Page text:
Accessibility links

Astronauts to Address Leak During Short-Notice Spacewalk

  • Suzanne Presto

Work on the International Space Station assembly resumes, September 9, 2006. (NASA)

Work on the International Space Station assembly resumes, September 9, 2006. (NASA)

The U.S. space agency, NASA, says astronauts aboard the International Space Station will perform a previously unscheduled spacewalk Saturday to deal with an ammonia coolant leak outside the station. The short-notice spacewalk came together after teams on Earth and in space quickly readied a plan of action.

U.S. astronauts Chris Cassidy and Tom Marshburn will conduct the spacewalk, which is expected to last six hours and 15 minutes. They will inspect the cooling system, try to isolate where the ammonia leak appears to originate and swap out a pump with one of three spares on orbit.

Flakes in space

On Thursday, Expedition 35 Commander Chris Hadfield contacted mission control at NASA's Johnson Space Center in Houston, Texas. He reported what he described as "a very steady stream of flakes or bits" outside the orbiting lab. He said the flakes came out "cleanly and repeatedly" from what appeared to be a single source.

NASA's International Space Station program manager, Michael Suffredini, told reporters at the Johnson Space Center Friday that the leak is big enough to provide a unique troubleshooting opportunity.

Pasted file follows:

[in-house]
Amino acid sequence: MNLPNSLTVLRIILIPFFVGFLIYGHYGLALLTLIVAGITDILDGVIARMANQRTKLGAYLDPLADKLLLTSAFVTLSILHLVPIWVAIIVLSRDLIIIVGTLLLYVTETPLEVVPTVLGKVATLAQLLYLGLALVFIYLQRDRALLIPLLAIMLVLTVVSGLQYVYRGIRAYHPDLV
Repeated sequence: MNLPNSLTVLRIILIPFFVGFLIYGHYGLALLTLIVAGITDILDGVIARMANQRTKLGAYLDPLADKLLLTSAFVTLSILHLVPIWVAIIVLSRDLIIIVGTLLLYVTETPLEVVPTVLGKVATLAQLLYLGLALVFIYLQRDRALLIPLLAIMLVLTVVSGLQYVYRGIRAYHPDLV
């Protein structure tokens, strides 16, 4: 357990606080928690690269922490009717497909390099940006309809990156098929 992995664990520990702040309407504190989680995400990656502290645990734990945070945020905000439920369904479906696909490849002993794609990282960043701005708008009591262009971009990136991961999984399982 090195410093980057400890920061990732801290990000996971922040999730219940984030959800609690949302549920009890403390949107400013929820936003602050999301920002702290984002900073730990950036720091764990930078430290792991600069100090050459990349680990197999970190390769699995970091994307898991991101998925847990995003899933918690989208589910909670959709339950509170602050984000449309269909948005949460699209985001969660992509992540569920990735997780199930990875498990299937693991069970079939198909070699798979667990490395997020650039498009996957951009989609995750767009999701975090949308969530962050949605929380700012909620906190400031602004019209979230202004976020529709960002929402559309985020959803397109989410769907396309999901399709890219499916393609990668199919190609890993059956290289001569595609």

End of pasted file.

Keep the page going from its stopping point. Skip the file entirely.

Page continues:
"If we can get in there and actually see the origin of the leak because it's still emitting snow - ammonia snow - then we have a chance of figuring out the source of the leak, obviously, and then what we're going to do about it," he said.

Previous issues, last-minute plans

Ammonia is used to cool the eight power channels that provide electricity to space station systems. Each solar array has its own independent cooling loop, and spacewalkers attempted to troubleshoot a leak in this same loop in 2012.

Suffredini says it's likely that the current problem will be solved by swapping out the pump.

He added that this plan could come together so quickly because astronauts Cassidy and Marshburn have worked together before on spacewalks, known as Extra Vehicular Activities or EVAs.

"The fact that these two crew members have been out before and done an EVA together in this area is one of the many factors that allowed us to do the EVA before they departed," he said. "The system, the ISS, is fine with seven of eight channels and so we really don't really need to rush for that reason."

ISS astronauts

Commander Hadfield and astronaut Marshburn have been on the station since December and are set to depart Monday for Earth. Astronaut Cassidy arrived at the station in March and will remain onboard.

Commander Hadfield sent out a Tweet Friday exclaiming, "What a fun day! This type of event is what the years of training were for. A happy, busy crew, working hard, loving life in space."

NASA emphasizes that the station's six-member crew is not in danger and, apart from the leak, the station continues to operate normally. Suffredini said the ammonia leak has not put any experiments at risk.

Ammonia is highly toxic, so the spacewalkers will have to inspect each other's suits for ammonia ice and ensure any unseen ammonia has evaporated before they re-enter the station after their spacewalk.
XS
SM
MD
LG